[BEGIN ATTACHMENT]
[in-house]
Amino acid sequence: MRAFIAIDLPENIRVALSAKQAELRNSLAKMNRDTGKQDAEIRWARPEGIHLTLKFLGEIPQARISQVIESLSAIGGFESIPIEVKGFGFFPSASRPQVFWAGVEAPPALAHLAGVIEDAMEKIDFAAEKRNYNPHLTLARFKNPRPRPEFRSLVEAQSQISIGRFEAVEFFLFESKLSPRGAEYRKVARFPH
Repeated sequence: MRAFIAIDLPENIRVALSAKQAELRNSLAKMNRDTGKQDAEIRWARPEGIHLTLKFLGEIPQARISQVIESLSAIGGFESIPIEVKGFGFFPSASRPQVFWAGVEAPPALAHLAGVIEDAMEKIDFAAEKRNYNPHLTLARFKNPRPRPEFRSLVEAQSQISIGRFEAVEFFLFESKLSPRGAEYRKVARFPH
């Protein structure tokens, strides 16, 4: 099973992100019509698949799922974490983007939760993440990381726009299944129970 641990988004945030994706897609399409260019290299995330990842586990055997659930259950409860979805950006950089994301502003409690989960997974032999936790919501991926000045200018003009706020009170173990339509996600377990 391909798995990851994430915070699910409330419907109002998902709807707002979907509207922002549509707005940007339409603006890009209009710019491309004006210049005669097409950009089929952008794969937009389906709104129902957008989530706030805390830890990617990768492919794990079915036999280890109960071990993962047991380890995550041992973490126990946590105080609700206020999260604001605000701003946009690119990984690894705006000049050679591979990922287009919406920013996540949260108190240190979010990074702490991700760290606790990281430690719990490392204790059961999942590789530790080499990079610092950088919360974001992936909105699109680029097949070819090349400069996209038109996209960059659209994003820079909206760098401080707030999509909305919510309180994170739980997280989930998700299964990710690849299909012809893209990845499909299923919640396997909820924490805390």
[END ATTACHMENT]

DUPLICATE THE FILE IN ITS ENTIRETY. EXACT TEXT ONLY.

[in-house]
Amino acid sequence: MRAFIAIDLPENIRVALSAKQAELRNSLAKMNRDTGKQDAEIRWARPEGIHLTLKFLGEIPQARISQVIESLSAIGGFESIPIEVKGFGFFPSASRPQVFWAGVEAPPALAHLAGVIEDAMEKIDFAAEKRNYNPHLTLARFKNPRPRPEFRSLVEAQSQISIGRFEAVEFFLFESKLSPRGAEYRKVARFPH
Repeated sequence: MRAFIAIDLPENIRVALSAKQAELRNSLAKMNRDTGKQDAEIRWARPEGIHLTLKFLGEIPQARISQVIESLSAIGGFESIPIEVKGFGFFPSASRPQVFWAGVEAPPALAHLAGVIEDAMEKIDFAAEKRNYNPHLTLARFKNPRPRPEFRSLVEAQSQISIGRFEAVEFFLFESKLSPRGAEYRKVARFPH
């Protein structure tokens, strides 16, 4: 099973992100019509698949799922974490983007939760993440990381726009299944129970 641990988004945030994706897609399409260019290299995330990842586990055997659930259950409860979805950006950089994301502003409690989960997974032999936790919501991926000045200018003009706020009170173990339509996600377990 391909798995990851994430915070699910409330419907109002998902709807707002979907509207922002549509707005940007339409603006890009209009710019491309004006210049005669097409950009089929952008794969937009389906709104129902957008989530706030805390830890990617990768492919794990079915036999280890109960071990993962047991380890995550041992973490126990946590105080609700206020999260604001605000701003946009690119990984690894705006000049050679591979990922287009919406920013996540949260108190240190979010990074702490991700760290606790990281430690719990490392204790059961999942590789530790080499990079610092950088919360974001992936909105699109680029097949070819090349400069996209038109996209960059659209994003820079909206760098401080707030999509909305919510309180994170739980997280989930998700299964990710690849299909012809893209990845499909299923919640396997909820924490805390």